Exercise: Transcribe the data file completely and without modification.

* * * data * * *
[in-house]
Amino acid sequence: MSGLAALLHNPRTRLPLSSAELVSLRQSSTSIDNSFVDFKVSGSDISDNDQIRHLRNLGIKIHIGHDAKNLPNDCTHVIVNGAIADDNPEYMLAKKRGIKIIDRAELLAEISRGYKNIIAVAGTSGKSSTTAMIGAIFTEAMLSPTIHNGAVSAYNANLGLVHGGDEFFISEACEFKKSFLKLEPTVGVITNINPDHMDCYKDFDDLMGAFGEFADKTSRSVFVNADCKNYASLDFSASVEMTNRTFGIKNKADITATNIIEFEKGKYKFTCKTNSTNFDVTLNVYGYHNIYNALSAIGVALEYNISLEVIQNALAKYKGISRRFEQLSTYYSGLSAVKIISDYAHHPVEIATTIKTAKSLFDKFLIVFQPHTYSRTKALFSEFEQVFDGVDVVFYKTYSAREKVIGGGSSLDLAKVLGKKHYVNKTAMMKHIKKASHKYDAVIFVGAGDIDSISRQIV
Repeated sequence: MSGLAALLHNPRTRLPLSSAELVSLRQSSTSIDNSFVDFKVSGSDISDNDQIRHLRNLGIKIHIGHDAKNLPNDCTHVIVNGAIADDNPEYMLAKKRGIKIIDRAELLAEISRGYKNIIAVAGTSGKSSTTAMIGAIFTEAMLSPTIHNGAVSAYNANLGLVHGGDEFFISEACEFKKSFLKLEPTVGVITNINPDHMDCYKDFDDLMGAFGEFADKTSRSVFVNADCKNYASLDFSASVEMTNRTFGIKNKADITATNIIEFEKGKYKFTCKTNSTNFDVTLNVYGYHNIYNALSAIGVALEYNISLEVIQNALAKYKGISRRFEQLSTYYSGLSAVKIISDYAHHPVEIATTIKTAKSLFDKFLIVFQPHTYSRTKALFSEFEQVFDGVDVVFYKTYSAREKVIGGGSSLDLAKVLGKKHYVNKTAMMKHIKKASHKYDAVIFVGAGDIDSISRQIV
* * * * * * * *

[in-house]
Amino acid sequence: MSGLAALLHNPRTRLPLSSAELVSLRQSSTSIDNSFVDFKVSGSDISDNDQIRHLRNLGIKIHIGHDAKNLPNDCTHVIVNGAIADDNPEYMLAKKRGIKIIDRAELLAEISRGYKNIIAVAGTSGKSSTTAMIGAIFTEAMLSPTIHNGAVSAYNANLGLVHGGDEFFISEACEFKKSFLKLEPTVGVITNINPDHMDCYKDFDDLMGAFGEFADKTSRSVFVNADCKNYASLDFSASVEMTNRTFGIKNKADITATNIIEFEKGKYKFTCKTNSTNFDVTLNVYGYHNIYNALSAIGVALEYNISLEVIQNALAKYKGISRRFEQLSTYYSGLSAVKIISDYAHHPVEIATTIKTAKSLFDKFLIVFQPHTYSRTKALFSEFEQVFDGVDVVFYKTYSAREKVIGGGSSLDLAKVLGKKHYVNKTAMMKHIKKASHKYDAVIFVGAGDIDSISRQIV
Repeated sequence: MSGLAALLHNPRTRLPLSSAELVSLRQSSTSIDNSFVDFKVSGSDISDNDQIRHLRNLGIKIHIGHDAKNLPNDCTHVIVNGAIADDNPEYMLAKKRGIKIIDRAELLAEISRGYKNIIAVAGTSGKSSTTAMIGAIFTEAMLSPTIHNGAVSAYNANLGLVHGGDEFFISEACEFKKSFLKLEPTVGVITNINPDHMDCYKDFDDLMGAFGEFADKTSRSVFVNADCKNYASLDFSASVEMTNRTFGIKNKADITATNIIEFEKGKYKFTCKTNSTNFDVTLNVYGYHNIYNALSAIGVALEYNISLEVIQNALAKYKGISRRFEQLSTYYSGLSAVKIISDYAHHPVEIATTIKTAKSLFDKFLIVFQPHTYSRTKALFSEFEQVFDGVDVVFYKTYSAREKVIGGGSSLDLAKVLGKKHYVNKTAMMKHIKKASHKYDAVIFVGAGDIDSISRQIV